Flexible work, working from home, the uberization of jobs has taken on a whole new meaning in the last 6 months and what would have taken years to come to fruition has appeared overnight, literally speaking. A global pandemic blended with the law of the land forced companies to find ways to bring the workplace to the home and this has now birthed a multitude of diversity and inclusion roles. Like in any competition, no wants to get there last and the race to become the most inclusive organization is definitely on. Hence, diversity, equity, and inclusion (DEI) are not only becoming quite fashionable in the corporate world but are also the need of the hour. Why? The inequalities of the world are being exposed more than ever and people are just not standing for it; enough is enough.
If something is important to you, you will invest in it and that’s that
DEI shows your employees that you care about something more than just doing business, it’s what you as an organization really believe in while telling the world you want to do better. One of the best ways for doing something actionable is to set aside a DEI fund so that you can really invest in this and it means something more to you than just talking about it at webinars and various virtual events. If something is important to you, you will invest in it and that’s that. Moreover, when there is a fund, it also means that your company does prioritize these values as business imperatives.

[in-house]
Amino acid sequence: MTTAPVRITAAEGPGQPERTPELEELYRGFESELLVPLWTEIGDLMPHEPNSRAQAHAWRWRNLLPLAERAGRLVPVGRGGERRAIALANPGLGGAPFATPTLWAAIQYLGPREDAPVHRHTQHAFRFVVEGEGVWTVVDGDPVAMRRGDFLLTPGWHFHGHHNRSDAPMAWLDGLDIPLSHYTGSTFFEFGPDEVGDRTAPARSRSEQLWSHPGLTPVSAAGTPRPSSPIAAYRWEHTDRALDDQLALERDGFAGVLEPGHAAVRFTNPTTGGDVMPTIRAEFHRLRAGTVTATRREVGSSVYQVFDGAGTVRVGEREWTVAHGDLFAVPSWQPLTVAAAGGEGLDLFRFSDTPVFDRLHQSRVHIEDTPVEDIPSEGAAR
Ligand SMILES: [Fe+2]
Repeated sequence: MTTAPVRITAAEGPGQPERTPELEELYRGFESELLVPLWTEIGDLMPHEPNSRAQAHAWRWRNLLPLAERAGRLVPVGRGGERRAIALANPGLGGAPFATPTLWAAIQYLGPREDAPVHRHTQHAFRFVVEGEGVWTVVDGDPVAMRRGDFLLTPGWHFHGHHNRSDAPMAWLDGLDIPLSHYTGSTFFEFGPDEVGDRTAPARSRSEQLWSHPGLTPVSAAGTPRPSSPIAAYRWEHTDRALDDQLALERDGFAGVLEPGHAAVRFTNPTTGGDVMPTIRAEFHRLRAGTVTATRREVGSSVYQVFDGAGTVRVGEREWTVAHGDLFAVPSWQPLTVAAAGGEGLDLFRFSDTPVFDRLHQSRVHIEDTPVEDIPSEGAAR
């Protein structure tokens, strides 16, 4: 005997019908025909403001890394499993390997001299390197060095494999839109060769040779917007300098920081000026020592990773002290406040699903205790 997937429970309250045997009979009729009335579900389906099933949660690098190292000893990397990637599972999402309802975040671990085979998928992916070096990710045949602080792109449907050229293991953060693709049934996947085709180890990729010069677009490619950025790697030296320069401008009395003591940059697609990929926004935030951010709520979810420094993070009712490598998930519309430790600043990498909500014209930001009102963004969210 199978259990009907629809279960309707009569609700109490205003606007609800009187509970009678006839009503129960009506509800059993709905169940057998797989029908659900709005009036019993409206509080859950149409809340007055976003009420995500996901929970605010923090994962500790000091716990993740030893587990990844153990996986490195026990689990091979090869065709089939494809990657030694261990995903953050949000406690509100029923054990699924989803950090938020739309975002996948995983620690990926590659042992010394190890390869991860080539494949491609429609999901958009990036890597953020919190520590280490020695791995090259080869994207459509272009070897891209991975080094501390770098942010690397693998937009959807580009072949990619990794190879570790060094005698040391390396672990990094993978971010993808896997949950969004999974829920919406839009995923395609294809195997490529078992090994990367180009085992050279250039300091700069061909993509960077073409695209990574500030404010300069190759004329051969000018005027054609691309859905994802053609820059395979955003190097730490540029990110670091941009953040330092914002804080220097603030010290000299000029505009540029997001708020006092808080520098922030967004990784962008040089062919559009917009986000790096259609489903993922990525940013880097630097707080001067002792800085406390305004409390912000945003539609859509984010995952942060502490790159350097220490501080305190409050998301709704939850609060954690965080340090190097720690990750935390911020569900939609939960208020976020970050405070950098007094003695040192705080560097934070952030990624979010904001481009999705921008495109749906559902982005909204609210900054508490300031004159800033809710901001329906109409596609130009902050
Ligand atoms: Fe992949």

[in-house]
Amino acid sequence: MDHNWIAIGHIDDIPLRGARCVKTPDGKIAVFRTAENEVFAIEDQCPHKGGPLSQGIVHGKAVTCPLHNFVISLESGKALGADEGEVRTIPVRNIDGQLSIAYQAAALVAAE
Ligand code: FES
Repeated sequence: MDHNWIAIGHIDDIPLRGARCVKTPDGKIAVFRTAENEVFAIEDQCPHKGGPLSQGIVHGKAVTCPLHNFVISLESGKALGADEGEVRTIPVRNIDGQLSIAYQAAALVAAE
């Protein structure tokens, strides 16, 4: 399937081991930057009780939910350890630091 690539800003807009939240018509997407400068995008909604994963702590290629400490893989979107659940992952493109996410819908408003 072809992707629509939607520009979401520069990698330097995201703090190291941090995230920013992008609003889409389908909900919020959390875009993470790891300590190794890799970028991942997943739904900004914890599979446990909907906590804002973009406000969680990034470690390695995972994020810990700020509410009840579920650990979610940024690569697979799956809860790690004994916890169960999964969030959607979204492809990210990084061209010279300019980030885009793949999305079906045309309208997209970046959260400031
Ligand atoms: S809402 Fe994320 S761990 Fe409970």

First listen to people because you will never be able to fix something you know little of, let alone understand
One study by McKinsey revealed ‘that the overall sentiment towards diversity was 52% positive. However, sentiment on inclusion was remarkably worse at only 29% positive. This indicates that we must not only diversify our workplaces but also actively make the case for inclusion to our team members.’ The best way to do this is to first listen to people because you will never be able to fix something you know little of, let alone understand. Challenge conventional thought by inviting a diverse group of students and professionals to boost positive change. Next, make systemic changes to the workplace so that DEI initiatives are continuous rather than just a one-time affair. Finally, there must be a mechanism for accountability in place because if your initiative is not accountable, how they ever be effective?
“Inclusion is sometimes confused with diversity but they are not the same”
According to authors Alison Maitland and Rebekah Steele (Indivisible: Radically Rethinking Inclusion For Sustainable Business Results), diversity and inclusion are different but complementary. They said in an interview with Forbes magazine, ‘Inclusion is sometimes confused with diversity but they are not the same. Companies often talk about progress on inclusion by referring to numbers, such as the ratio of marginalized racial populations to white people in their workforce. These are indicators of diversity, not inclusion. Diversity is the vast mix of individual identities, talents, perspectives, and experiences in the world and the workforce. Inclusion is seizing the opportunities of that rich mix.’